# Rotate a pointabout an arbitrary axis(3 dimensions)

Written by Paul Bourke
December 1992, Updated August 2002

Illustrative C code that implements the following algorithm is given here. A closed solution attributed to Ronald Goldman is presented as this C function. A contribution by Bruce Vaughan in the form of a Python script for the SDS/2 design software: PointRotate.py. Rotation of a point in 3 dimensional space by theta about an arbitrary axes defined by a line between two points P1 = (x1,y1,z1) and P2 = (x2,y2,z2) can be achieved by the following steps

(1) translate space so that the rotation axis passes through the origin

(2) rotate space about the x axis so that the rotation axis lies in the xz plane

(3) rotate space about the y axis so that the rotation axis lies along the z axis

(4) perform the desired rotation by theta about the z axis

(5) apply the inverse of step (3)

(6) apply the inverse of step (2)

(7) apply the inverse of step (1)

Note:

• If the rotation axis is already aligned with the z axis then steps 2, 3, 5, and 6 need not be performed.

• In all that follows a right hand coordinate system is assumed and rotations are positive when looking down the rotation axis towards the origin.

• Symbols representing matrices will be shown in bold text.

• The inverse of the rotation matrices below are particularly straightforward since the determinant is unity in each case.

• All rotation angles are considered positive if anticlockwise looking down the rotation axis towards the origin.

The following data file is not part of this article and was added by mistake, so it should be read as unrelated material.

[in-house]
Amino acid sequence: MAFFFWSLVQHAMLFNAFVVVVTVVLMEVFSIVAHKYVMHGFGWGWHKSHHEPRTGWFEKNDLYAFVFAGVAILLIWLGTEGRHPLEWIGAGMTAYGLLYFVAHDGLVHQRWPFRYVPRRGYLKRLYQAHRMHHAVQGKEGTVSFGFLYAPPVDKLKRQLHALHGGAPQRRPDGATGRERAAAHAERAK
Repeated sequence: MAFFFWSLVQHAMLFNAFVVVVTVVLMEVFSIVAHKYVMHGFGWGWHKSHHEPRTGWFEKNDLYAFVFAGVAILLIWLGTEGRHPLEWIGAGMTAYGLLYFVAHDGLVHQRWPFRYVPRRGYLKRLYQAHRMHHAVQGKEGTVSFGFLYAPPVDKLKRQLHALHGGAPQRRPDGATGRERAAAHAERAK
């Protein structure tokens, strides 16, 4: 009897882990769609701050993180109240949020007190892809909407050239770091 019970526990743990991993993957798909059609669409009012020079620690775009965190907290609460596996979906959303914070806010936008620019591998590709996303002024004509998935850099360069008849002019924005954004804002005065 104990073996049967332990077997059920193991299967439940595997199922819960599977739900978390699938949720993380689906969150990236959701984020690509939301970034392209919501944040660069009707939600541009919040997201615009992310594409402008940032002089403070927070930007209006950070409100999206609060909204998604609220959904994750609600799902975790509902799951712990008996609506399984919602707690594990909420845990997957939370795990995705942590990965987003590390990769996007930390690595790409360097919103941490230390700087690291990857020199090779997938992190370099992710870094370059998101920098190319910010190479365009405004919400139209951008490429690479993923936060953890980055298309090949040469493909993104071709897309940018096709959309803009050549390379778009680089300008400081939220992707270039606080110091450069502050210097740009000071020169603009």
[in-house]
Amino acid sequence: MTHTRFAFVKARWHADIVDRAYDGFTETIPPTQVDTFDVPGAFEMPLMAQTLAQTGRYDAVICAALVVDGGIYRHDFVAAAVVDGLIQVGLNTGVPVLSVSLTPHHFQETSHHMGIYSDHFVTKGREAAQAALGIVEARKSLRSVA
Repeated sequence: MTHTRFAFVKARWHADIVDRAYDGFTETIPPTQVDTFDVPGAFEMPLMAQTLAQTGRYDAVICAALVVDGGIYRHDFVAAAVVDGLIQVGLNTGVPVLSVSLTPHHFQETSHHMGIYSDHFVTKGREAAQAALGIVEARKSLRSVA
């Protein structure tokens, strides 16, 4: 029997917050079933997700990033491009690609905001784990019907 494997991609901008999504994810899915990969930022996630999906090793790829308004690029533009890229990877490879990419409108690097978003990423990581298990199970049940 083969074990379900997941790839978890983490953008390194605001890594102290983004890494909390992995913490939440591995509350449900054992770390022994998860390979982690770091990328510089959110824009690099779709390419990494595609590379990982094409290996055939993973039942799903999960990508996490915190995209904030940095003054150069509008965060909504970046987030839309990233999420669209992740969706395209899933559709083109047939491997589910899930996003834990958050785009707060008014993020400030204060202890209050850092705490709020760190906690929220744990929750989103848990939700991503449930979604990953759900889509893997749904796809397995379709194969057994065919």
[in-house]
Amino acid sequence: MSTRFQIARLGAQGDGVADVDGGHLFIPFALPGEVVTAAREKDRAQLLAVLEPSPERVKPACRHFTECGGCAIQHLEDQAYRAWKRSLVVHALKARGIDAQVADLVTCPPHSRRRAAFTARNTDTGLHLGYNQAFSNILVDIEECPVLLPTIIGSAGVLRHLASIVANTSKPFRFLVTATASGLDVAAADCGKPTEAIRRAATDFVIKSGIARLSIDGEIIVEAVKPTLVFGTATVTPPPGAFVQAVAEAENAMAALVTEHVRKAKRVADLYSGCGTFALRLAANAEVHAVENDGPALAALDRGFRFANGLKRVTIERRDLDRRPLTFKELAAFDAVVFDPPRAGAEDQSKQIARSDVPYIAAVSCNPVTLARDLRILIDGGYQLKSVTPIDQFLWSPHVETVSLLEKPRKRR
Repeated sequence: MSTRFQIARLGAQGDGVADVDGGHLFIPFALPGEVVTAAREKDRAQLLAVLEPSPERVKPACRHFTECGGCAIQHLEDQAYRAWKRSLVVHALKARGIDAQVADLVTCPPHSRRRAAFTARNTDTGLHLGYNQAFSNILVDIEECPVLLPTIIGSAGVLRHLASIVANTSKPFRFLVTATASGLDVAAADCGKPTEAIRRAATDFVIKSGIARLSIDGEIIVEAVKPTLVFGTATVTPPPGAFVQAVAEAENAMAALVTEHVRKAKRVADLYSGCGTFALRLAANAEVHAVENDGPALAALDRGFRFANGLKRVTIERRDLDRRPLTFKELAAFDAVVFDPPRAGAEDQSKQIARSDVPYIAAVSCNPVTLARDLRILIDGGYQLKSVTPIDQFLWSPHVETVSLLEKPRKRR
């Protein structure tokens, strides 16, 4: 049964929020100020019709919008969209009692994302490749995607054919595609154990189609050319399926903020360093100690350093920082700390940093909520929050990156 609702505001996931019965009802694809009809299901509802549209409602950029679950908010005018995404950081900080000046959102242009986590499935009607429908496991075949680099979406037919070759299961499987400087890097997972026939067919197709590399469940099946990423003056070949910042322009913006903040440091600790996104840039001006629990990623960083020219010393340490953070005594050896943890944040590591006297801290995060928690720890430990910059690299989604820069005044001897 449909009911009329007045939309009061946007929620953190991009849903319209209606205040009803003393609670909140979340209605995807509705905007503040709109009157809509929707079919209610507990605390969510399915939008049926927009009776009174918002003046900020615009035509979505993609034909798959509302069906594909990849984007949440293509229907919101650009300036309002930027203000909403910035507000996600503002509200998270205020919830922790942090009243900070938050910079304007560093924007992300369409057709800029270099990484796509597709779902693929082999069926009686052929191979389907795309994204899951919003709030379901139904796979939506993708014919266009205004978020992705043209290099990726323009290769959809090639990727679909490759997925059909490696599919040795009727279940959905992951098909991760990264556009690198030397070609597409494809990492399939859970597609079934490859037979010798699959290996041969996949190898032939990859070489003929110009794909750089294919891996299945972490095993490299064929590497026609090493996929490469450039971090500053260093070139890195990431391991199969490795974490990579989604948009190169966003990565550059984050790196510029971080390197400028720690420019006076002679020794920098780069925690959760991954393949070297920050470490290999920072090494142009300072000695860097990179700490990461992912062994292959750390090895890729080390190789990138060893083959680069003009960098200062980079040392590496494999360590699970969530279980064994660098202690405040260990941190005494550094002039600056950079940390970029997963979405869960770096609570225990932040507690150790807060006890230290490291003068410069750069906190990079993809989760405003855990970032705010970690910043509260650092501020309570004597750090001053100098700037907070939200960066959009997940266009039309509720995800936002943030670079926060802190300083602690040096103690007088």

Step 1

Translate space so that the rotation axis passes through the origin. This is accomplished by translating space by -P1 (-x1,-y1,-z1). The translation matrix T and the inverse T-1 (required for step 7) are given below

T = 1 0 0 -x1 0 1 0 -y1 0 0 1 -z1 0 0 0 1 T-1 = 1 0 0 x1 0 1 0 y1 0 0 1 z1 0 0 0 1 Step 2

Rotate space about the x axis so that the rotation axis lies in the xz plane. Let U = (a,b,c) be the unit vector along the rotation axis. and define d = sqrt(b2 + c2) as the length of the projection onto the yz plane. If d = 0 then the rotation axis is along the x axis and no additional rotation is necessary. Otherwise rotate the rotation axis so that is lies in the xz plane. The rotation angle to achieve this is the angle between the projection of rotation axis in the yz plane and the z axis. This can be calculated from the dot product of the z component of the unit vector U and its yz projection. The sine of the angle is determine by considering the cross product.

 (0,0,c) dot (0,b,c) cos(t) = = c/d c d

 || (0,0,c) cross (0,b,c) || sin(t) = = b/d c d

The rotation matrix Rx and the inverse Rx-1 (required for step 6) are given below

Rx = 1 0 0 0 0 c/d -b/d 0 0 b/d c/d 0 0 0 0 1 Rx-1 = 1 0 0 0 0 c/d b/d 0 0 -b/d c/d 0 0 0 0 1 Step 3

Rotate space about the y axis so that the rotation axis lies along the positive z axis. Using the appropriate dot and cross product relationships as before the cosine of the angle is d, the sine of the angle is a. The rotation matrix about the y axis Ry and the inverse Ry-1 (required for step 5) are given below.

Ry = d 0 -a 0 0 1 0 0 a 0 d 0 0 0 0 1 Ry-1 = d 0 a 0 0 1 0 0 -a 0 d 0 0 0 0 1 Step 4

Rotation about the z axis by t (theta) is Rz and is simply

Rz = cos(t) -sin(t) 0 0 sin(t) cos(t) 0 0 0 0 1 0 0 0 0 1 The complete transformation to rotate a point (x,y,z) about the rotation axis to a new point (x`,y`,z`) is as follows, the forward transforms followed by the reverse transforms. x' y' z' 1 = T-1 Rx-1 Ry-1 Rz Ry Rx T x y z 1 ### Using quaternions

To rotate a 3D vector "p" by angle theta about a (unit) axis "r" one forms the quaternion

Q1 = (0,px,py,pz)

and the rotation quaternion

Q2 = (cos(theta/2), rx sin(theta/2), ry sin(theta/2), rz sin(theta/2)).

The rotated vector is the last three components of the quaternion

Q3 = Q2 Q1 Q2*

It is easy to see that rotation in the opposite direction (-theta) can be achieved by reversing the order of the multiplication.

Q3 = Q2* Q1 Q2

Note also that the quaternion Q2 is of unit magnitude.